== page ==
Date of Award

Spring 2019

Degree Type

Capstone - Open Access

Degree Name

Master of Education (MEd)

First Advisor

Melissa Nemon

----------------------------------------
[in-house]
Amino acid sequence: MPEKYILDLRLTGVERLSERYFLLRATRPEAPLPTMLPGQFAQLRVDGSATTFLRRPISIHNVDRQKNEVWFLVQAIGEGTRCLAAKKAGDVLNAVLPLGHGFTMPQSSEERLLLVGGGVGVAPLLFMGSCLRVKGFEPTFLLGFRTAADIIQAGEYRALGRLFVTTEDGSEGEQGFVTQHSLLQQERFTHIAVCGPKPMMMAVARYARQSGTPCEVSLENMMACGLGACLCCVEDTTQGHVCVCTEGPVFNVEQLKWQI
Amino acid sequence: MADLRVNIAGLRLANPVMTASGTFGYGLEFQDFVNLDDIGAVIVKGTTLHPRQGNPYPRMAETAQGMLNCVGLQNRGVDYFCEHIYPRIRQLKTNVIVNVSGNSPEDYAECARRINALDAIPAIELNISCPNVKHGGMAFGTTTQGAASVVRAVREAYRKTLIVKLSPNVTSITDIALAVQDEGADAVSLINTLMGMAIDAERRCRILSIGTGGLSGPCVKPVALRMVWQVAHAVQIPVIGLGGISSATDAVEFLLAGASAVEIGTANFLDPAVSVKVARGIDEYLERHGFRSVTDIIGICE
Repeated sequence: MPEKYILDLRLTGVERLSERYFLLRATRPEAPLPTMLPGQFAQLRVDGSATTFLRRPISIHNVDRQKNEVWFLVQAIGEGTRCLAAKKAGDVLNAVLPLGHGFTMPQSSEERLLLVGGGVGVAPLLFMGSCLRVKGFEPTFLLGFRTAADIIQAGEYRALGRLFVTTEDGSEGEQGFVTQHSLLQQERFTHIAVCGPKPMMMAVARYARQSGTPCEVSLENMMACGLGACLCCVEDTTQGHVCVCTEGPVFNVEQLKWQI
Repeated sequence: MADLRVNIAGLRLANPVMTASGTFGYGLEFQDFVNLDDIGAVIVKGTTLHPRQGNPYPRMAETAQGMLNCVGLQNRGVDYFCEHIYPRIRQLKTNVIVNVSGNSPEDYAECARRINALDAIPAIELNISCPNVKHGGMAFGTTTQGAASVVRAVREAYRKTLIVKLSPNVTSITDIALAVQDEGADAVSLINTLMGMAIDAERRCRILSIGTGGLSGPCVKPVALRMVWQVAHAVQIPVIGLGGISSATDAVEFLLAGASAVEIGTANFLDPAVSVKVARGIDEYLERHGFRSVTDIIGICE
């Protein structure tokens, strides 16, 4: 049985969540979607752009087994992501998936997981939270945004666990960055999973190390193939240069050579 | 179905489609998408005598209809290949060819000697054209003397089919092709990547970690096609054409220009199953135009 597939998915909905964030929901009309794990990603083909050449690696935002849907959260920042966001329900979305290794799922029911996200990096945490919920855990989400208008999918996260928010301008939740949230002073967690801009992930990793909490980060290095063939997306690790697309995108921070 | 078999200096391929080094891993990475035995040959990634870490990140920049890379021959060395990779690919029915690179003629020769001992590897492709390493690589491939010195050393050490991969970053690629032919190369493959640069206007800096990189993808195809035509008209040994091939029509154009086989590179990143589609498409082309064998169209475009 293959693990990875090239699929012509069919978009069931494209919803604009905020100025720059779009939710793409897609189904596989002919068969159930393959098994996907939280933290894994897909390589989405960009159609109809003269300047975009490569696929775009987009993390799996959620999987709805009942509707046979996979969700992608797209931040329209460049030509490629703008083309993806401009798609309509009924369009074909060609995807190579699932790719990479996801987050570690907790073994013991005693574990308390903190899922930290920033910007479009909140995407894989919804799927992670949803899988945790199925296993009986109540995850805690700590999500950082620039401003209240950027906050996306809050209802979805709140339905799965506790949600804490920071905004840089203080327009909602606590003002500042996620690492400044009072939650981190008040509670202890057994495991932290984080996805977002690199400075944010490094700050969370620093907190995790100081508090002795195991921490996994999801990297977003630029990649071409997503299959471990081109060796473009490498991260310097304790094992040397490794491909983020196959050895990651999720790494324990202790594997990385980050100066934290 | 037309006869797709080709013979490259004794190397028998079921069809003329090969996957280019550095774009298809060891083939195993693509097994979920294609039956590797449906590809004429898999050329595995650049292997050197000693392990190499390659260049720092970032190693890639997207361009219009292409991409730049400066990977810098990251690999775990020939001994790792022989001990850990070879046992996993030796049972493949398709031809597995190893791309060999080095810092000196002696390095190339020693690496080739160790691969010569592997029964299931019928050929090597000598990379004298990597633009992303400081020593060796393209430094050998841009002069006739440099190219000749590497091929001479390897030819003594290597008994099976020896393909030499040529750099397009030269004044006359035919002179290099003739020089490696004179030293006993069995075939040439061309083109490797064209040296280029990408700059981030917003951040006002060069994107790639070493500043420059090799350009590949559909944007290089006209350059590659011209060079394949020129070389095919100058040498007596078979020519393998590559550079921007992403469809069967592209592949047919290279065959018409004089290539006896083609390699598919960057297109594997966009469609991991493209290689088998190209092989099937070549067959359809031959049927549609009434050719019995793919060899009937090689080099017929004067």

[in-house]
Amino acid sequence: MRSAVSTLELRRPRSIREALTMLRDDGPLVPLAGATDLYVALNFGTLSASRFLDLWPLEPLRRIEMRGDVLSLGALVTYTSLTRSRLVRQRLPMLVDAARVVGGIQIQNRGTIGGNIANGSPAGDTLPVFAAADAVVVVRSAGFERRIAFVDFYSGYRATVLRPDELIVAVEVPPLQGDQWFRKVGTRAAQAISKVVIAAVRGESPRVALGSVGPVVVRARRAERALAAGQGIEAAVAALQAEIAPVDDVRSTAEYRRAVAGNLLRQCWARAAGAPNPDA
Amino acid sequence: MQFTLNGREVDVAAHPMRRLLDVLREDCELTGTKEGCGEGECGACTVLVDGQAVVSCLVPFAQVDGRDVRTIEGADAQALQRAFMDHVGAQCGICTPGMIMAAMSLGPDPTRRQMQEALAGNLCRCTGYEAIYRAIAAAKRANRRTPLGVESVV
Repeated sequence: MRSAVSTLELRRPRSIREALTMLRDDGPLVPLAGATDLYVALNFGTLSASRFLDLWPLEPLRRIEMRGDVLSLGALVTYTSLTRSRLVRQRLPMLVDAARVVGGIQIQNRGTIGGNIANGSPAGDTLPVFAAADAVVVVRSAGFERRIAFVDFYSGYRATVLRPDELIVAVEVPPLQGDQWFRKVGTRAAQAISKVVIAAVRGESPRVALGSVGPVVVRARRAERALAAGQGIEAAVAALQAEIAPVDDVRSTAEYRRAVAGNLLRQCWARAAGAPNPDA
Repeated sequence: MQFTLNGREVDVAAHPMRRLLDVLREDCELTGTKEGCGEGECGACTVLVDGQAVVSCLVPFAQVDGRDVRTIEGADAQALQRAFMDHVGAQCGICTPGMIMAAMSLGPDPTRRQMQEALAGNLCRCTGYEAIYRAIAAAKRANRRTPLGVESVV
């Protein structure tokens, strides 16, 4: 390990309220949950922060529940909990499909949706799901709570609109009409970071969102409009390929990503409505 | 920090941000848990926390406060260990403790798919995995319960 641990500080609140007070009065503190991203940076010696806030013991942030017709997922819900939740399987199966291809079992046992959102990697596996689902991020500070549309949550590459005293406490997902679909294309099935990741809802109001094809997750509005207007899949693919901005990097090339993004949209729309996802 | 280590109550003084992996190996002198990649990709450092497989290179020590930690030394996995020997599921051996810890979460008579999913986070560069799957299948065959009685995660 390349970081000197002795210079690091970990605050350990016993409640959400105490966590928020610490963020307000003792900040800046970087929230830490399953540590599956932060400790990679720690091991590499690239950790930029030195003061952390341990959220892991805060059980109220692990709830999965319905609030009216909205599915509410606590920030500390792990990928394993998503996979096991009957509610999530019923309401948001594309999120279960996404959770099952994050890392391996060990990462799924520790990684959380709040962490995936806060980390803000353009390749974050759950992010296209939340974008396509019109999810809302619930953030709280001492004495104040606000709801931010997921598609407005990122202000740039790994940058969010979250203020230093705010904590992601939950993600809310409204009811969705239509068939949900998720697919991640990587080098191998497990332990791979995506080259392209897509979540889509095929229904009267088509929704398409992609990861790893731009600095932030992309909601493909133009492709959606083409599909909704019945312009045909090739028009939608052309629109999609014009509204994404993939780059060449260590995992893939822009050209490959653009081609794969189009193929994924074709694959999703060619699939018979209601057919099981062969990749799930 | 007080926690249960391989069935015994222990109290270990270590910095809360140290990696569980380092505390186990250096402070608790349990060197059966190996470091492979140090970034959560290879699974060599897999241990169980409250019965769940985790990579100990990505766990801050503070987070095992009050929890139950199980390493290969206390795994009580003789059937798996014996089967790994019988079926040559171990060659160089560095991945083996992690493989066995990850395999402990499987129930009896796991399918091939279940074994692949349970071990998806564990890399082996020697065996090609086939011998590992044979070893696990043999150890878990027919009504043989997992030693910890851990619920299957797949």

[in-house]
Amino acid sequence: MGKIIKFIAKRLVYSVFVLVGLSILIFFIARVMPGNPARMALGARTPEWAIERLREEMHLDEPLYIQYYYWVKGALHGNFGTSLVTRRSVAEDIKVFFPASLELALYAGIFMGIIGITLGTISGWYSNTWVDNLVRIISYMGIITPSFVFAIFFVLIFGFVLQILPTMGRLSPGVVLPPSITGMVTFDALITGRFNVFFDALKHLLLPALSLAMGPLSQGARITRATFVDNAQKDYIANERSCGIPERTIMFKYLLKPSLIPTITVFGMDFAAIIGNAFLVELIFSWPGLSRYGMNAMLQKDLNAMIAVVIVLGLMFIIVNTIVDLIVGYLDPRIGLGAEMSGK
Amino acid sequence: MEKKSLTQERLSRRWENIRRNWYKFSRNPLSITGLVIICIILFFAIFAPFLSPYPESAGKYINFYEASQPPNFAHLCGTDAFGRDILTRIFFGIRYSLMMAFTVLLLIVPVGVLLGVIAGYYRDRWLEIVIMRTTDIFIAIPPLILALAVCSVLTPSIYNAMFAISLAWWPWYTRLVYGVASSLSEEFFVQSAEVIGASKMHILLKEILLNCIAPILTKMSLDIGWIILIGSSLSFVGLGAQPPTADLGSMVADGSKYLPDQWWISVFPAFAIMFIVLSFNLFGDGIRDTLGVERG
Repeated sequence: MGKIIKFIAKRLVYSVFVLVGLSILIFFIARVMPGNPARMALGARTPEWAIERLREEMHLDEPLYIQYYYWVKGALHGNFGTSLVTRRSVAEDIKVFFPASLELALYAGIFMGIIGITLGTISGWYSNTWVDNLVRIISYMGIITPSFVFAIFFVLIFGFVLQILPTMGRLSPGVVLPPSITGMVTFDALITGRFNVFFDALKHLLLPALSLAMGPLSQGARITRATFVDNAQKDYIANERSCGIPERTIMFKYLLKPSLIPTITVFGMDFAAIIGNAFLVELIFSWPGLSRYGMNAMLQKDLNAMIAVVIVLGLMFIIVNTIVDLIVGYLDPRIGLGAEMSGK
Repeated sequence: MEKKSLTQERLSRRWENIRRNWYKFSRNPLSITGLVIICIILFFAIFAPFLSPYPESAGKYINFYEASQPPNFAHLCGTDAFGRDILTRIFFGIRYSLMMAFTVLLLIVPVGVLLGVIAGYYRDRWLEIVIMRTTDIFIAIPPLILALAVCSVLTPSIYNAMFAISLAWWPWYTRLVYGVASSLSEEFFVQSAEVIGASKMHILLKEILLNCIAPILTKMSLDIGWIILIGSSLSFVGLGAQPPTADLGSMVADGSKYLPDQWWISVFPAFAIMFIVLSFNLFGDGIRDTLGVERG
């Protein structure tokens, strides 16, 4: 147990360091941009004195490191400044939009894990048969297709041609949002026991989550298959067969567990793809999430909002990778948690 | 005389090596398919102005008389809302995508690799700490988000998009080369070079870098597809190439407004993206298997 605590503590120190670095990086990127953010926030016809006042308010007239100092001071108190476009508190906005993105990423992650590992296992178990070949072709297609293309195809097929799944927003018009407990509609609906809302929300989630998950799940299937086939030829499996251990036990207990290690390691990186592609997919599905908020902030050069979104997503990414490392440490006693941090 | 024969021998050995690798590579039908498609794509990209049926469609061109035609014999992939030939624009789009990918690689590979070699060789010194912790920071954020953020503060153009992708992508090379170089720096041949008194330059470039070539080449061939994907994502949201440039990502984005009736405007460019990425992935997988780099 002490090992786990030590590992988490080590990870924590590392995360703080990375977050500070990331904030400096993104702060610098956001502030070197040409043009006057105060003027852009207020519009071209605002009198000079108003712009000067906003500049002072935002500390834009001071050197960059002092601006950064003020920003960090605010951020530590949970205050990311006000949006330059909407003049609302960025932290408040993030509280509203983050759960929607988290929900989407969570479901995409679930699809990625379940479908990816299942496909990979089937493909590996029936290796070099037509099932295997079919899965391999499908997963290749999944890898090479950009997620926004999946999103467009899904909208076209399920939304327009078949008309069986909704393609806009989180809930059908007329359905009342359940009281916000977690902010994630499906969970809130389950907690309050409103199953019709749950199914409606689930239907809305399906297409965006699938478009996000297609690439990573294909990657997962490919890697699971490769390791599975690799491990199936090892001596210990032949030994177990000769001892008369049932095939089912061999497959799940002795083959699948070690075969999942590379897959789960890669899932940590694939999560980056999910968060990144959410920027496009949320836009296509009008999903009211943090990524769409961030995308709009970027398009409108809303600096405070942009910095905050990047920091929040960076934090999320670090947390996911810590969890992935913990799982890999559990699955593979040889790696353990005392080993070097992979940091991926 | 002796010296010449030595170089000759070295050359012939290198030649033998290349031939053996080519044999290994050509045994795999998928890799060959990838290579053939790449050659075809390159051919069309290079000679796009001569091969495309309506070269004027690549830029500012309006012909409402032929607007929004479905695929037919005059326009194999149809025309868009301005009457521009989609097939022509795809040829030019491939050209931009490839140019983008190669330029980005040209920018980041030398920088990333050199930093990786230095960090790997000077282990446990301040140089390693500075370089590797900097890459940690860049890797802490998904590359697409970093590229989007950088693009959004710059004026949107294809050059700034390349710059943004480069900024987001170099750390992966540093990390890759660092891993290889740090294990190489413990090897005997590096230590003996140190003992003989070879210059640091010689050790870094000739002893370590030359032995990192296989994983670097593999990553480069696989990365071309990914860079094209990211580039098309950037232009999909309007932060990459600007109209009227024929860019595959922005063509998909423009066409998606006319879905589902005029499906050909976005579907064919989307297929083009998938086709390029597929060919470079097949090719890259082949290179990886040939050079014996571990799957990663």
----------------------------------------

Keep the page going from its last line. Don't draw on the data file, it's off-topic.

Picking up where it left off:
As a way to increase legitimate education around a historically marginalized population, research was conducted around the fear of the unknown and how this fear contributes to opinion formation and informs prejudice, particularly toward the Transgender community. This research was used to inform the planning and facilitation of a panel discussion aimed at humanizing the Transgender community and encouraging critical opinion formation. A workshop and panel event was held and analysis of responses from post event surveys, interactive posters, and participant submitted questions was completed. Applying exposure theory, those who attended the panel had an overall increase in positive feelings about the topic and almost all participants agreed with the statement, “I have thought more critically about how I might interact with Transgendered individuals.” It is clear that fear, specifically of the unknown, plays a large role in fueling transphobia. Due to a natural preference for what is familiar and centuries of social conditioning, those who identify as Transgender and do not fit into the societally accepted gender binary, are met with discomfort and fear, which, unexamined, can morph into transphobia. Because it is an emotion, fear cannot be controlled, however, it can and should be challenged, examined, and question.